The Quest for Renewable Energy—Effects of Different Asphalt Mixes and Laboratory Loading on Piezoelectric Energy Harvesters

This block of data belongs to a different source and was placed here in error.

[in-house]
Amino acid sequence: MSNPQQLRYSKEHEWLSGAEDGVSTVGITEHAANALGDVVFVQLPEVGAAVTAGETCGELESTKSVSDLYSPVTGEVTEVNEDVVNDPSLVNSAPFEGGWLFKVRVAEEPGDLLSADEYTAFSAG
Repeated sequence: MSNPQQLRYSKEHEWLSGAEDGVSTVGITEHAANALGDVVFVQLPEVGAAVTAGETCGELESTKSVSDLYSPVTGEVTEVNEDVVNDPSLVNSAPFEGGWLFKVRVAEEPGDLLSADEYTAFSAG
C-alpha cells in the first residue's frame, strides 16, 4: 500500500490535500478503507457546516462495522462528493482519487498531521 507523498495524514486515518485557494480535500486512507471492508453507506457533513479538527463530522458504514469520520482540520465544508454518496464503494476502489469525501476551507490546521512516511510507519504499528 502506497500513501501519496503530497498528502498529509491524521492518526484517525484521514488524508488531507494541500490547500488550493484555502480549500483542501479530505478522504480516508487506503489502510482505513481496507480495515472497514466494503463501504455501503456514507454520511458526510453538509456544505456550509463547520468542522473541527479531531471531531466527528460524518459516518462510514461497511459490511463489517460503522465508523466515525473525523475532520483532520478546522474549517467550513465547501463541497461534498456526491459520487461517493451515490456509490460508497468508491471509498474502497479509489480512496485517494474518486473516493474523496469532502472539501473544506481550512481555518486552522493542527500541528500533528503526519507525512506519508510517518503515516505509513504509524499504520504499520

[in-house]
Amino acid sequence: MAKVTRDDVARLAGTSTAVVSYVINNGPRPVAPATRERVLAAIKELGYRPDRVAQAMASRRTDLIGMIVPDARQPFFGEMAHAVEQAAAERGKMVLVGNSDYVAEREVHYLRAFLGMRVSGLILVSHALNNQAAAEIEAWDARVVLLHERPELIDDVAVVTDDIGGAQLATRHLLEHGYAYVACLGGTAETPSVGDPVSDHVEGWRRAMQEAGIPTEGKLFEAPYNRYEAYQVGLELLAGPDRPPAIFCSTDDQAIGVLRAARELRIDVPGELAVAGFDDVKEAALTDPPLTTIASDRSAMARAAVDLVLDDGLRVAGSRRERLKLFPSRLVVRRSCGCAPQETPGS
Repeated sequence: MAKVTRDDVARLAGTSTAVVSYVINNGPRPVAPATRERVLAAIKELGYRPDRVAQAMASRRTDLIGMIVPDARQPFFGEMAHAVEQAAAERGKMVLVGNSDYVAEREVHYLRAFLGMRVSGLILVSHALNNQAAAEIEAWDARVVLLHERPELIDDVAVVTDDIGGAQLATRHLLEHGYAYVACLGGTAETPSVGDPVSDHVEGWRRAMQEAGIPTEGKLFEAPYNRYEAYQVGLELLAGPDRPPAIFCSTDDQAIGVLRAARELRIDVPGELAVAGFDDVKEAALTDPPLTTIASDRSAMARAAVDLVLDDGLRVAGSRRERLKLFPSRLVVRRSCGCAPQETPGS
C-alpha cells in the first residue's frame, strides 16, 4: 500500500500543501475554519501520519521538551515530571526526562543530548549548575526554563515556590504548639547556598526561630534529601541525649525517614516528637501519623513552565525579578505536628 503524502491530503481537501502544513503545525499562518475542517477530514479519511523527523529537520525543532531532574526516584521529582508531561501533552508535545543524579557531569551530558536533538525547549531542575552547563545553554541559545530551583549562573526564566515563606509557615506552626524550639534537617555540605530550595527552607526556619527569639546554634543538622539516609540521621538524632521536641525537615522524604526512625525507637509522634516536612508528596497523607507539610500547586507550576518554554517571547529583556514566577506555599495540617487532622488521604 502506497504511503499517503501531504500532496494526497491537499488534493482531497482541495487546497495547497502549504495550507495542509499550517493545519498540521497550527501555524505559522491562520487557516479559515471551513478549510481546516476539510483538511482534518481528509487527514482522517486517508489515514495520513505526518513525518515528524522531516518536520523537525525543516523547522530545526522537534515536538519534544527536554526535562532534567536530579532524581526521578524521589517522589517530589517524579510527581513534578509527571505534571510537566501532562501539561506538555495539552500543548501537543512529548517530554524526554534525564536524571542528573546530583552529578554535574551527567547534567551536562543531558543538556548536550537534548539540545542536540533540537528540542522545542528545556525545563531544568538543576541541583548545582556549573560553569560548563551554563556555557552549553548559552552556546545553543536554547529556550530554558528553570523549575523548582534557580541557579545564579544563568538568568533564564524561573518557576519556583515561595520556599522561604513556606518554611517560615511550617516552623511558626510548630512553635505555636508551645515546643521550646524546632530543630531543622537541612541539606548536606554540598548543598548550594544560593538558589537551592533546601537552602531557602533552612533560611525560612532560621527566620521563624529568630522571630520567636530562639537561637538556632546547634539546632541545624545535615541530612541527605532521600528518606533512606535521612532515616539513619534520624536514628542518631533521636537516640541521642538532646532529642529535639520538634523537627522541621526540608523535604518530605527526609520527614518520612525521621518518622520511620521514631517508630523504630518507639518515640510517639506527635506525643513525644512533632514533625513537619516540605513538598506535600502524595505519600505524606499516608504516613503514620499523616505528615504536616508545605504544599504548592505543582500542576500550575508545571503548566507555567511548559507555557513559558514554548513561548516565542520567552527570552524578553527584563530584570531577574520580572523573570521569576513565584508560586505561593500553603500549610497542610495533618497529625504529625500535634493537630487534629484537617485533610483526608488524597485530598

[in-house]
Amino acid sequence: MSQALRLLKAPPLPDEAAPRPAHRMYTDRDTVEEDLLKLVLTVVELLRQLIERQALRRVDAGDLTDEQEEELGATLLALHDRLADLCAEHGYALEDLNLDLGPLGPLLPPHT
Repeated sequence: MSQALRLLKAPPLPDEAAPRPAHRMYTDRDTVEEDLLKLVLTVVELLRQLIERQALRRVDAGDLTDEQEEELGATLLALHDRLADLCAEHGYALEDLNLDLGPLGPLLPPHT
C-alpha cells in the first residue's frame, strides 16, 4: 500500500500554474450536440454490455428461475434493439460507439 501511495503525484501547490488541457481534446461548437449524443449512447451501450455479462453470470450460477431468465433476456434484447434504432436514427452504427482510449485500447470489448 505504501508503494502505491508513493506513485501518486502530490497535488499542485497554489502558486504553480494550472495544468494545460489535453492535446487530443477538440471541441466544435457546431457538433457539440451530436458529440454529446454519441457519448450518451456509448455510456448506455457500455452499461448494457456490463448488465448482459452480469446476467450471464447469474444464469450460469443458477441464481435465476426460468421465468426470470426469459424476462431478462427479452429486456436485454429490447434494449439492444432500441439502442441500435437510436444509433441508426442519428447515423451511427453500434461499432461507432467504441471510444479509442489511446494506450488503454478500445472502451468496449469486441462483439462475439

In furtherance of the quest for green renewable and sustainable energy, an effort was made in this laboratory study to generate and harvest electric power from hot-mix asphalt (HMA); a viscoelastic material that is widely used for road construction. The underlying hypothesis is that the mechanical vibrations and strain energy induced by vehicle loading on the road (pavement) can be harnessed and converted into usable electric power by embedding piezoelectric sensors within the HMA layers of the pavement structure. To investigate the effects of HMA mix type on the generated energy, four commonly used Texas mix types, namely Type B (coarse-graded), Type C (dense-graded), Type D (dense-to-fine graded), and Type F (fine-graded), with up to seven different HMA mix-design volumetric characteristics were comparatively evaluated in the laboratory. In the study, the effects of loading, namely load magnitude and loading frequency, were investigated by simulating the traffic loading in the laboratory through comparative testing with the Hamburg wheel-tracking tester (HWTT) and the universal testing machine (UTM), respectively, at different temperature conditions. A prototype highway sensing and energy conversion (HiSEC) module with piezoelectric sensors was utilized for converting the applied stress on the HMA into harvestable electric energy during HWTT and UTM laboratory testing, respectively. The generated electric current, voltage, and power were measured and quantified using a multipurpose power meter. Overall, the study demonstrated that there is promising potential to harvest energy from HMA when subjected to transient loading under different temperature conditions. However, further refinement of the HiSEC module and piezoelectric sensors is still warranted to optimize the power generation and harvesting capacity, both in terms of efficiency and power output.